I was diagnosed with rheumatoid arthritis at the young age of 26, which was 28 years, six children, and two husbands ago. I have had my share of difficulties in managing my life with severe RA and handling dating and relationships.
RA is not who I am, but it certainly ended up being a part of me. Yes, it has become "my luggage," as I like to call it (a less harsh word than "baggage"). Relationships and dating can be stressful, regardless of having an illness or not, but when dealing with a chronic illness like rheumatoid arthritis, there is definitely an added hurdle.
After more than two decades battling this disease, I realize that there are no set rules for dating and relationships. It is variable and diverse with each and every one of us, depending on where we are in relation to our diagnosis and our management of the unpredictability of our RA symptoms.
The most important thing that worked for me when I was stepping into the dating world was that I needed to take the time first, to develop a good, strong understanding and relationship with myself and my disease. This included making sure I was able to cope and manage as best I could with my specific symptoms of RA.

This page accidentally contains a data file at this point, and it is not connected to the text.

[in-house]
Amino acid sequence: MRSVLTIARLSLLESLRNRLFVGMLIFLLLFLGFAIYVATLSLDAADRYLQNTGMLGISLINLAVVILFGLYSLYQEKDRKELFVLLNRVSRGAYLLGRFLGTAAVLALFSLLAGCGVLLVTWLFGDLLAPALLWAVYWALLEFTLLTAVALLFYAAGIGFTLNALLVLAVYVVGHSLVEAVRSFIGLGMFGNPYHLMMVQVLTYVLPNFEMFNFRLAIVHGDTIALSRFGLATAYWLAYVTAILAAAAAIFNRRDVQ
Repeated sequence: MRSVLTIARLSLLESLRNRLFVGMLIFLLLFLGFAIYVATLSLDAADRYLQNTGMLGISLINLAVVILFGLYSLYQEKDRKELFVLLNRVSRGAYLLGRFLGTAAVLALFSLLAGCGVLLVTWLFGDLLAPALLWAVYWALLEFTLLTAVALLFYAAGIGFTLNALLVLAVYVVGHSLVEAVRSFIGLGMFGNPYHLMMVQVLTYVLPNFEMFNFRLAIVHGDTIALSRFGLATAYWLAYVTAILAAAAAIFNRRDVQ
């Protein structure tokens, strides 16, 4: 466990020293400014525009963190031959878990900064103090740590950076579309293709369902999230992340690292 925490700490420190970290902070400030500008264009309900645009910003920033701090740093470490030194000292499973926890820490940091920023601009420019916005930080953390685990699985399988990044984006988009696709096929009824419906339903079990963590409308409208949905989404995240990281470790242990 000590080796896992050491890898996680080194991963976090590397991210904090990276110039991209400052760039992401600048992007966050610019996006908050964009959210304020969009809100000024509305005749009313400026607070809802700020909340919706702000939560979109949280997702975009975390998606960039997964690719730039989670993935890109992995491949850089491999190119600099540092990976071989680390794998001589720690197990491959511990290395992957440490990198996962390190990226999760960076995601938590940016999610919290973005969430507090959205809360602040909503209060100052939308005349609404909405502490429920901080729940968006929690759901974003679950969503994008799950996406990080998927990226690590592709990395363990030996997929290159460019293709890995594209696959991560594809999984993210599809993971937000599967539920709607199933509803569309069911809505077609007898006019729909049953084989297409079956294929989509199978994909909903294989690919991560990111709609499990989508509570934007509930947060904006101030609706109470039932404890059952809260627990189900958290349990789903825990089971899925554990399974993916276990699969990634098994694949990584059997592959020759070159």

As hard as it can be living with rheumatoid arthritis and the chronic pain and flare-ups, I feel my positive outlook on life has been key to my relationships' future. Reflecting on these past years, I feel that the hardships I have endured have developed into strength and character that I feel have been surprisingly attractive to others. Believe it or not, RA, which I thought was my lifelong "burden," became one of my most endearing assets.
It takes a lot of effort and hard work to focus on self-awareness and positive thinking to maintain a "healthy" relationship, most importantly with yourself. Once I established that relationship with myself, I was able to move forward and have a sustainable relationship with another person. I have always felt that if and when another "empathetic" person would come into my life, it would definitely be an added bonus.
I know firsthand how the realities of rheumatoid arthritis can bring out the best and worst in a partner. I wanted to have people in my life to help me move forward. The final outcome, I realized, was how much of a true test it is in showing just how strong a person can or cannot be. I lost my first husband not because of my RA but because of the person he was and the person he chose not to be. I did remarry a man that has proven to be my hero and especially my advocate. He supports and cares for me because he has chosen to be that person and continues to be that person, in "sickness and in health." I am blessed.